The City Board of Directors will not take up at tomorrow's board meeting developer Rick Ferguson's request that the city overrule the Planning Commission's decision denying him a Conditional Use Permit to build a wastewater treatment plant on his property at 25616 Hwy. 10, opponents of Ferguson's plan tell the Times.
    • Dec 5, 2016
  • More »

Readers also liked…

  • It's official: Mike Huckabee has lost his mind

    Mike Huckabee's plan for winning the Republican presidential nomination is to convince primary voters there's a holy war underway against Christians.
    • Apr 24, 2015
  • More defense for the Duggars from Arkansas legislators Hester and Woods

    A couple of Arkansas Republican legislators rise to the defense of the Duggars. It's a family matter, they say. We beg to differ.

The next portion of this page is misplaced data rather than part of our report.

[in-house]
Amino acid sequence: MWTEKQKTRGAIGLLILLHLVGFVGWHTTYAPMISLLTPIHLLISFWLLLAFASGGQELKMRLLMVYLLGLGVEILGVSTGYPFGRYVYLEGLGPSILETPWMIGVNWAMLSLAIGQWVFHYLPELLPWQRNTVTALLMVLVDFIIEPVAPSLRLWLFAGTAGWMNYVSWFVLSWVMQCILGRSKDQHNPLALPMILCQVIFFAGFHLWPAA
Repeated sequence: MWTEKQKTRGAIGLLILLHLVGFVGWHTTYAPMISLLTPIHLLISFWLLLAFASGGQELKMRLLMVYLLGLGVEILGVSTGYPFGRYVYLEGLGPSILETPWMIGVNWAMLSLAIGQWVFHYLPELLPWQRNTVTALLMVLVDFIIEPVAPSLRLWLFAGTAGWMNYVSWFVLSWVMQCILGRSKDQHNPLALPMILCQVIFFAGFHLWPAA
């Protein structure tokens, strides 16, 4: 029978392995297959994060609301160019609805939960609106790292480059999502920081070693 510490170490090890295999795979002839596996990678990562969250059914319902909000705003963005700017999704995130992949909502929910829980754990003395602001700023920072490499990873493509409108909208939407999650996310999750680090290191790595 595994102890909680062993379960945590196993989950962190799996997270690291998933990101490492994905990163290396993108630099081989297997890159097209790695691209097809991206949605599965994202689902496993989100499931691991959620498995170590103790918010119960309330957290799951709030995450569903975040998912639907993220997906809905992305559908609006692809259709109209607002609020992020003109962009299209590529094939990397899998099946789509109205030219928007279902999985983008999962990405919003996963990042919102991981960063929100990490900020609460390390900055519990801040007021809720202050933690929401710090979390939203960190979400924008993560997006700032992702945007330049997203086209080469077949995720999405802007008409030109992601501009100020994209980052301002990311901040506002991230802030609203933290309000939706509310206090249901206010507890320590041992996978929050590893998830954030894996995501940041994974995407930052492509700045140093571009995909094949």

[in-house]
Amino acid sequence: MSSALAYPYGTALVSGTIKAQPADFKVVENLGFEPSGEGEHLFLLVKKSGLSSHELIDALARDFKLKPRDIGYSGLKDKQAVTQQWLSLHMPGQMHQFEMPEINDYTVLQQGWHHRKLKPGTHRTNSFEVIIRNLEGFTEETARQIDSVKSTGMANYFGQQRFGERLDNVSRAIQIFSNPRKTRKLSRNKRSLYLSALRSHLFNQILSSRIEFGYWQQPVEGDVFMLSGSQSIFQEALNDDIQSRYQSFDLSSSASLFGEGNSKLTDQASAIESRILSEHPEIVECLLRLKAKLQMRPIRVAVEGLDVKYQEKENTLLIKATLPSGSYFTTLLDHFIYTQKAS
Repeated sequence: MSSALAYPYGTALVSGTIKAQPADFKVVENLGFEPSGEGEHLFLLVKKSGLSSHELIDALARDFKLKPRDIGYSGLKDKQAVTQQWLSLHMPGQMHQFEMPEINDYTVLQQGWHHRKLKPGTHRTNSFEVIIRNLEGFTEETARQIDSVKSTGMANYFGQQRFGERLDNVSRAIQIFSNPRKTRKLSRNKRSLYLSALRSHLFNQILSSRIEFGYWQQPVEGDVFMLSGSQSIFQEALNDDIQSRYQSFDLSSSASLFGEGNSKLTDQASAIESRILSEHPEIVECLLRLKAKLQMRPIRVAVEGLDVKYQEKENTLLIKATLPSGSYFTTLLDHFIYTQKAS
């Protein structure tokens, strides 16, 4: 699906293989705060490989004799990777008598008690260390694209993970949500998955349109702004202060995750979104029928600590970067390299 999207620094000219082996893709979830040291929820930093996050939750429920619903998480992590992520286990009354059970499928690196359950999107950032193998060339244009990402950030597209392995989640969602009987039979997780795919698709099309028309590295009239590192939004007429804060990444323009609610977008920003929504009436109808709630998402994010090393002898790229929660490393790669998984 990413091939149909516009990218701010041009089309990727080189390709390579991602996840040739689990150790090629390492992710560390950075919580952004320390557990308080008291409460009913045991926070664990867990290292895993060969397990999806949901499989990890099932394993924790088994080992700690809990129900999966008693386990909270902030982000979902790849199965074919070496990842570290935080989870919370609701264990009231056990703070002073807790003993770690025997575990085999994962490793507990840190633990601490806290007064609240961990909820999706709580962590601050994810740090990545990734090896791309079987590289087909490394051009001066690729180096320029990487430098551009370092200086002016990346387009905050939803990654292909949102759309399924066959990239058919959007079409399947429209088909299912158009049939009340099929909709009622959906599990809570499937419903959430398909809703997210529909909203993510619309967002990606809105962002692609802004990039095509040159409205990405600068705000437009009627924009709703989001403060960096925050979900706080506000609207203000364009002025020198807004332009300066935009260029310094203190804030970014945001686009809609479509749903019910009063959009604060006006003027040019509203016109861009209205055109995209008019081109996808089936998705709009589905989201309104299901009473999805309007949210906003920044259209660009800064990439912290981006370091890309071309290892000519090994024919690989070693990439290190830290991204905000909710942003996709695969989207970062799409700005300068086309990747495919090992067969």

• May 22, 2015
  • Mike Huckabee, meet James Madison

    Not that it will do much good, but Times columnist Ernest Dumas this week provides some useful Founding Father history, plus a little bit of Bible, for how wrong-headed Mike Huckabee, Asa Hutchinson, the Republican legislature and others are in using government to enforce their religious views.
    • May 26, 2015

Most Shared

  • Department of Arkansas Heritage archeologist resigns

    Bob Scoggin, 50, the Department of Arkansas Heritage archeologist whose job it was to review the work of agencies, including DAH and the Arkansas Highway and Transportation Department, for possible impacts on historic properties, resigned from the agency on Monday. Multiple sources say Scoggin, whom they describe as an "exemplary" employee who the week before had completed an archeological project on DAH property, was told he would be fired if he did not resign.